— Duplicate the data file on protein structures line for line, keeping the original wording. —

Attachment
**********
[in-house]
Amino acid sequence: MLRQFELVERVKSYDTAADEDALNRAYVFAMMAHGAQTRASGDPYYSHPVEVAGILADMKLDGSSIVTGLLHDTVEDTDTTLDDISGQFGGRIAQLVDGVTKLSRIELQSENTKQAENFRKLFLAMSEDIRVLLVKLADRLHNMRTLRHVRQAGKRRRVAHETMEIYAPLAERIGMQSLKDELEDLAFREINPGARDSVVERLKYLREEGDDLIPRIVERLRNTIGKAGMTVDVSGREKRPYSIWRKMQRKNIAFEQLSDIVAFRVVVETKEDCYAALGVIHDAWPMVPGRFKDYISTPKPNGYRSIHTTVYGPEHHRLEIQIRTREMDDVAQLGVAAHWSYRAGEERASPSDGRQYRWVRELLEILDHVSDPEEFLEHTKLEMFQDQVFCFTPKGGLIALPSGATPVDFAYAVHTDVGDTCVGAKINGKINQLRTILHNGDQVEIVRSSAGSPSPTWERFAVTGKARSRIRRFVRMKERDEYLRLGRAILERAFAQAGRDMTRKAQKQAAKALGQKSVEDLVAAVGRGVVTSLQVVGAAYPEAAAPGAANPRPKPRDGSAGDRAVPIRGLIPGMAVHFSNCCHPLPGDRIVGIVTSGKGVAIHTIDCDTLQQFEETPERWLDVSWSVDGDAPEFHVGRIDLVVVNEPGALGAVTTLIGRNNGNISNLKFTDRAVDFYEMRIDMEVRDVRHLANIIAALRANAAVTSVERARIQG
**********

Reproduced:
[in-house]
Amino acid sequence: MLRQFELVERVKSYDTAADEDALNRAYVFAMMAHGAQTRASGDPYYSHPVEVAGILADMKLDGSSIVTGLLHDTVEDTDTTLDDISGQFGGRIAQLVDGVTKLSRIELQSENTKQAENFRKLFLAMSEDIRVLLVKLADRLHNMRTLRHVRQAGKRRRVAHETMEIYAPLAERIGMQSLKDELEDLAFREINPGARDSVVERLKYLREEGDDLIPRIVERLRNTIGKAGMTVDVSGREKRPYSIWRKMQRKNIAFEQLSDIVAFRVVVETKEDCYAALGVIHDAWPMVPGRFKDYISTPKPNGYRSIHTTVYGPEHHRLEIQIRTREMDDVAQLGVAAHWSYRAGEERASPSDGRQYRWVRELLEILDHVSDPEEFLEHTKLEMFQDQVFCFTPKGGLIALPSGATPVDFAYAVHTDVGDTCVGAKINGKINQLRTILHNGDQVEIVRSSAGSPSPTWERFAVTGKARSRIRRFVRMKERDEYLRLGRAILERAFAQAGRDMTRKAQKQAAKALGQKSVEDLVAAVGRGVVTSLQVVGAAYPEAAAPGAANPRPKPRDGSAGDRAVPIRGLIPGMAVHFSNCCHPLPGDRIVGIVTSGKGVAIHTIDCDTLQQFEETPERWLDVSWSVDGDAPEFHVGRIDLVVVNEPGALGAVTTLIGRNNGNISNLKFTDRAVDFYEMRIDMEVRDVRHLANIIAALRANAAVTSVERARIQG